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Lumasiran for Advanced Primary Hyperoxaluria Type 1

A first-in-class small interfering RNA (siRNA), lumasiran was safe and effective in a phase 3 trial for reducing urinary and plasma oxalate (POx) in patients with primary hyperoxaluria type 1 (PH1) and relatively preserved kidney function. ILLUMINATE-C used an open-label, single-arm design and included patients of all ages with PH1 and advanced kidney disease, including those with or without systemic oxalosis.

Given as 3 monthly subcutaneous doses followed by monthly or quarterly weight-based dosing, lumasiran produced these changes in a primary end point of percentage change in POx from baseline to month 6 in cohorts not on dialysis at baseline (cohort A) and receiving dialysis at enrollment (cohort B): “All patients (N = 21; 43% female; 76% White) completed the 6-month primary analysis period. Median age at consent was 8 (range, 0-59) years. For the primary end point, least-squares mean reductions in POx were 33.3% (95% CI, −15.2% to 81.8%) in cohort A (n = 6) and 42.4% (95% CI, 34.2%-50.7%) in cohort B (n = 15). Improvements were also observed in all pharmacodynamic secondary end points. Most adverse events were mild or moderate. No patient discontinued treatment or withdrew from the study. The most commonly reported lumasiran-related adverse events were injection-site reactions, all of which were mild and transient.”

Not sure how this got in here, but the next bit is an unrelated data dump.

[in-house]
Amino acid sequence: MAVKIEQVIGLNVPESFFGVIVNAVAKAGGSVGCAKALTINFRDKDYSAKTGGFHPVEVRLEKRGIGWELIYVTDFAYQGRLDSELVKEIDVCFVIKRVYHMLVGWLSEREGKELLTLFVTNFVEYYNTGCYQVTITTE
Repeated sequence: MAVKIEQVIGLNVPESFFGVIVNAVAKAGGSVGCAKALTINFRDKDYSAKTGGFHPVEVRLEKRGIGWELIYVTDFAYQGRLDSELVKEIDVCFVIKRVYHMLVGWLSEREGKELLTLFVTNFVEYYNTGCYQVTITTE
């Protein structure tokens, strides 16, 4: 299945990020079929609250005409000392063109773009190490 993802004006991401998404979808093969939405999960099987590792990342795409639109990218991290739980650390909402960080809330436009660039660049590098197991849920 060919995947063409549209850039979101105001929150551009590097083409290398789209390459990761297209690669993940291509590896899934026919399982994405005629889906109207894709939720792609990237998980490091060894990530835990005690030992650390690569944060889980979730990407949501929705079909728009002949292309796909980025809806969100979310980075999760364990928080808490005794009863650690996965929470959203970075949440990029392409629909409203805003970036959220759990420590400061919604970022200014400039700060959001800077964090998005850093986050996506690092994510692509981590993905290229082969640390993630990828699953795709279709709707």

Editorial: “As PH1 patients across the spectrum of chronic kidney disease are treated with siRNA, it will also be paramount to study its use and learn from its provision outside of the setting of a controlled clinical trial,” writes an editorialist. “Optimization of clinical management in a rare disease such as PH1 requires broad collaboration among clinicians, ready sharing of pertinent data, and a focus on key patient outcomes. Accordingly, the development of new therapies underscores the need for existing PH1 patient registries to develop close working relationships to study the clinical impact of changes in PH1 management so that therapeutic advances come to be applied in the most efficacious, beneficial, and equitable fashion.”

Source: American Journal of Kidney Diseases